The democratic presidential candidate who attempts to run for the high office of the President of the United States, Andrew Yang, stirred up the internet two days ago when he asked that blockchain voting should be employed in the upcoming presidential elections in 2020.
Yang states on his website:
“It’s ridiculous that in 2020 we are still standing in line for hours to vote in antiquated voting booths. It is 100% technically possible to have fraud-proof voting on our mobile phones today using the blockchain.”
In Yang’s opinion, standing in a long line just to cast your vote is outdated now. We have long past that era. Voting can be made so much easier for everyone. Anyone can vote from any part of the country with a smartphone. Those without access to a smartphone can use the traditional form of voting, but that would be a shorter line. In the end, it will be very much easier than before.
Yang, who is a staunch pro-crypto proponent, believes that this coupled with turning election day into a holiday is enough incentive to encourage eligible voters to cast their vote.
Yang further explains:
“This would revolutionize true democracy and increase participation to include all Americans – those without smartphones could use the legacy system and lines would be very short.”
The U.S. isn’t the first country to flirt with this idea. Neither would this be the first time that blockchain voting would be used in the United States. Earlier this year, West Virginia announced that military voters outside of their home country can use a private blockchain-centered mobile app to cast their vote in the upcoming elections. Yang is only asking that the same measure be extended to everyone come 2020 presidential elections.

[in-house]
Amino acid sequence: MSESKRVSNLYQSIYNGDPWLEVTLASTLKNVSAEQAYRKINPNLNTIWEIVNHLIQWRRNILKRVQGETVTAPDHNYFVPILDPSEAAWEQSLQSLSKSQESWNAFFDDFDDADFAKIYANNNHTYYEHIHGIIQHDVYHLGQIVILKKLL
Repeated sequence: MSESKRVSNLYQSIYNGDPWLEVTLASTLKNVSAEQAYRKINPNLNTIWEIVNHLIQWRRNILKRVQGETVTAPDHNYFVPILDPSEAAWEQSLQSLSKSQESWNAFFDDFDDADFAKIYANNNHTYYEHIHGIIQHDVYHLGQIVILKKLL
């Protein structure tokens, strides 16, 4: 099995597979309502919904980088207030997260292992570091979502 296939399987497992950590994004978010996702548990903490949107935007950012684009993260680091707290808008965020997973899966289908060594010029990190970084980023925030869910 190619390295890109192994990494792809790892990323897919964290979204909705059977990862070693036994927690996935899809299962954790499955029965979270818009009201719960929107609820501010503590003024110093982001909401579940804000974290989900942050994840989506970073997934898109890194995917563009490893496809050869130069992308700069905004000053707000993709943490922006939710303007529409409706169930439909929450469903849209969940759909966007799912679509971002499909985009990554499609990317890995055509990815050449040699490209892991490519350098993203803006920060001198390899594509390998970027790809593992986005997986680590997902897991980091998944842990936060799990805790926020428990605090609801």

Blockchain Voting Might Be Vulnerable to Hacking
It should be noted that this new method of voting is not new anymore. Although paraded as risky, it has found its feet in several countries, with Russia, Japan, Switzerland and perhaps most notably South Korea being a few examples.
It is also critical to state that although the method was a success in these countries, Pierrick Gaudry, a French security researcher has found that blockchain voting can be easily hacked. Using the blockchain voting system for Moscow’s City Duma election as an example, the security researcher explained that he could hack the voting system in 20 minutes. According to Gaudry, he was able to compute the system’s private keys and hack into it just 20 minutes.
If such a breach should be exploited then voters could have their private votes disclosed publicly as soon as they finish voting. This is definitely not what you want in a free and fair elections. Therefore, special security measures should be taken if the U.S. is planning to go down this decentralized road.